Legislation would be even more verbose if it needed to include all of the practical advice, which firms need to develop an implementation plan. The Q&A as a clarification mechanism is a well-proven route. The FCA’s Transaction Reporting User Pack is now on its third full release and has played a vital role in tidying up UK application of the MiFID reporting rules. Unfortunately the process took around 5 years before we could say that all substantive issues were sufficiently clarified. The ESMA Q&A has similarly served a useful role in making the rules less opaque to the financial industry.
Deadlines Not Being Met?
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However, the timing of this input has been a problem, with major changes introduced just the day before reporting began in February. Large institutions move at a glacial pace, and at least one major investment bank has yet to implement the pattern of reporting for non-EEA exchange-traded derivatives which was set out six months ago. Worse still, the clarifications around the pre-requisites for position reporting, which were set out in December 2013, are still being widely ignored.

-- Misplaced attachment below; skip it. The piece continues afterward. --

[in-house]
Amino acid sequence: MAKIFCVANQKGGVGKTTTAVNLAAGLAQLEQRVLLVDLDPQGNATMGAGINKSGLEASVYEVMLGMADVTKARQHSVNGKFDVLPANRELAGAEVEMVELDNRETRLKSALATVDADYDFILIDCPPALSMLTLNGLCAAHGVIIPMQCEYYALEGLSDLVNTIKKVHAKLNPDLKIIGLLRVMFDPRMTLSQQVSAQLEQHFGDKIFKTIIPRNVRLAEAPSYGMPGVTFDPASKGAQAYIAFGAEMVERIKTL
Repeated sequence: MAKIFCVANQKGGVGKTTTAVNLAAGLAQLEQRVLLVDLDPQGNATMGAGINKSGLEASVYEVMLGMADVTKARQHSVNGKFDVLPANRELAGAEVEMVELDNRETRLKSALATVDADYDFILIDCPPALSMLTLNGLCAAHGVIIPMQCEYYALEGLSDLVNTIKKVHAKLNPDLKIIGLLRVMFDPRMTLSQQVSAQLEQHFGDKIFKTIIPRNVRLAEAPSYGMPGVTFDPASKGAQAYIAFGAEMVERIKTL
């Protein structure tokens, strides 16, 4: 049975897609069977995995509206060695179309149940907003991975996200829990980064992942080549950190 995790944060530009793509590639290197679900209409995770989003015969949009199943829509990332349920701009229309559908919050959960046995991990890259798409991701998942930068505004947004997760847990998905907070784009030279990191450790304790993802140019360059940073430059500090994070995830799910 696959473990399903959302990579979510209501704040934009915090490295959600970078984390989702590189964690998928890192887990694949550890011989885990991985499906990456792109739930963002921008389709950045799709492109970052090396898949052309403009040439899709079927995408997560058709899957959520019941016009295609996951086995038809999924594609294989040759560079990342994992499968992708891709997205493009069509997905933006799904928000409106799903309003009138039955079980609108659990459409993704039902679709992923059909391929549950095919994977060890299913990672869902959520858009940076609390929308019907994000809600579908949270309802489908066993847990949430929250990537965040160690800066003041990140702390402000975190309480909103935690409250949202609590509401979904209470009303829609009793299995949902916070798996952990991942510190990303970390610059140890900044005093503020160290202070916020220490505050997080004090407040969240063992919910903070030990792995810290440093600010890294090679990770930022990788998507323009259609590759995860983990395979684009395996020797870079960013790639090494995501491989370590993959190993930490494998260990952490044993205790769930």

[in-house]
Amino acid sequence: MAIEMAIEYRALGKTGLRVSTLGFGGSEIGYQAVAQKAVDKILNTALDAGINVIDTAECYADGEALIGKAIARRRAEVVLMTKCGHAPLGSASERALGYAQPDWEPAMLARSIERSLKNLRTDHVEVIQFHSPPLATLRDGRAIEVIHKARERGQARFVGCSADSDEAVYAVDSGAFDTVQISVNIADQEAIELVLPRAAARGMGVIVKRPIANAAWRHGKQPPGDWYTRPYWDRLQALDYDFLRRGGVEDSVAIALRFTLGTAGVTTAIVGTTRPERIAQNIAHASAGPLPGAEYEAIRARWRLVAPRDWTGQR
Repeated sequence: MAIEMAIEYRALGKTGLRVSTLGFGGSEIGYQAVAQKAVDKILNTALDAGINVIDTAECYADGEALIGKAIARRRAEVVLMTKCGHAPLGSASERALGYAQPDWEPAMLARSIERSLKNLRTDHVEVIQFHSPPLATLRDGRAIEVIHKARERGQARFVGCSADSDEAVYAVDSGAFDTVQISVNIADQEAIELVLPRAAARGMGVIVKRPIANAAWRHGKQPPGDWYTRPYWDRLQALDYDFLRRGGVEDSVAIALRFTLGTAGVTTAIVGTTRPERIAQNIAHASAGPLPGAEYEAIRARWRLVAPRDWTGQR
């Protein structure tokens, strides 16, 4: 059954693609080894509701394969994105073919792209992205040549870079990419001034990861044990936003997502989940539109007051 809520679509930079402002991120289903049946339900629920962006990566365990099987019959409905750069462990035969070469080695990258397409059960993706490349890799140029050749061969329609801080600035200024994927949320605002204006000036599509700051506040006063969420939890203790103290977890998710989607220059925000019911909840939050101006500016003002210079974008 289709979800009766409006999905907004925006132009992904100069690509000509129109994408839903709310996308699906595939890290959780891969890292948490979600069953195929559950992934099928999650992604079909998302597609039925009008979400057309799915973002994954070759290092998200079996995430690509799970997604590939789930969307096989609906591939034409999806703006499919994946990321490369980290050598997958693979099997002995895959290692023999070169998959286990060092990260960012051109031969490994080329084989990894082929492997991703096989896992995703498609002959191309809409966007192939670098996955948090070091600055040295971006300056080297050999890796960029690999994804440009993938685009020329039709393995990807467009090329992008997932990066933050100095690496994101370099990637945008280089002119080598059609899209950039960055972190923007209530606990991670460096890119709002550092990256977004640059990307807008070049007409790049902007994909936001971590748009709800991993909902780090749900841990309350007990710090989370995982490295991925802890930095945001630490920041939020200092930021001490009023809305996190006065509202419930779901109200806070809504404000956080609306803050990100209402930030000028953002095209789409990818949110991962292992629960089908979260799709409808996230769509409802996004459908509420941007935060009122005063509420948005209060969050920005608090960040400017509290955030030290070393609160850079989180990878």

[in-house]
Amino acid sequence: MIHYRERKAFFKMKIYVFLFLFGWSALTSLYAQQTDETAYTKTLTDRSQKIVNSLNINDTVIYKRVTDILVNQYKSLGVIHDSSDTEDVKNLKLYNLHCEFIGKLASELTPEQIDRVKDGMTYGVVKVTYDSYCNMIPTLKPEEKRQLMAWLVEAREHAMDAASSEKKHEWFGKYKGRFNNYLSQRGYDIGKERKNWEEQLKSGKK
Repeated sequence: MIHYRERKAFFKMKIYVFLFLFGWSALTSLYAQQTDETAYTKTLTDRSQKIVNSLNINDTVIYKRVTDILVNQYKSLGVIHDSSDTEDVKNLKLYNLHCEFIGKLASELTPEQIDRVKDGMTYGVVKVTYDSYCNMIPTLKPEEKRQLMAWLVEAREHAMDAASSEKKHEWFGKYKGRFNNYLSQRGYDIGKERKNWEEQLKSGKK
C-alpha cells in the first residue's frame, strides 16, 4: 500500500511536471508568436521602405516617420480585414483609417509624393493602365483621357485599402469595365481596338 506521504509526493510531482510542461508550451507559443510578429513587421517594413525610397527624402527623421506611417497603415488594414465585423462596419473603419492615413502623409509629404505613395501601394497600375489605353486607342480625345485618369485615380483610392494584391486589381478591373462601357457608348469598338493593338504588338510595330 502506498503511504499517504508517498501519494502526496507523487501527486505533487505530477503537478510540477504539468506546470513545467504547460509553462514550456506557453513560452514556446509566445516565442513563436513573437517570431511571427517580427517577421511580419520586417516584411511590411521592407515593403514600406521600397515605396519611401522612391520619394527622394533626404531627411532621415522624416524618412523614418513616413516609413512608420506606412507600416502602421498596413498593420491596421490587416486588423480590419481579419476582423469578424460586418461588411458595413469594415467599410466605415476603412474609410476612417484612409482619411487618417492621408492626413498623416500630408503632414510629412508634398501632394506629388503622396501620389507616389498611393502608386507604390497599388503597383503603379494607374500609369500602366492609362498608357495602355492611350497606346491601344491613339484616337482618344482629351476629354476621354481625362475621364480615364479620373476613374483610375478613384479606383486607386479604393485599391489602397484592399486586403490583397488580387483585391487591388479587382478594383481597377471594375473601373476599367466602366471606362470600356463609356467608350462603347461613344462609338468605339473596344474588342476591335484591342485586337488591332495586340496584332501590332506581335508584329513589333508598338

An argument could be made that, while the technical standards were adopted into the legislation, the Q&A has no such status and can be ignored with impunity. Time will tell whether the regulator takes such a relaxed view. What is less understandable is that some firms and industry groups have decided to ignore items in the technical standards, which are now part of European law. One client has received a letter from a (different) large investment bank stating that they don’t want to report collateral codes as ten numeric digits, so will be going for twenty character alphanumeric. There may be some crumb of comfort here – given the level of misinterpretation and ignoring of the rules among the larger firms, the national regulators responsible for policing EMIR may take some time to work their way down to the smaller retail brokers.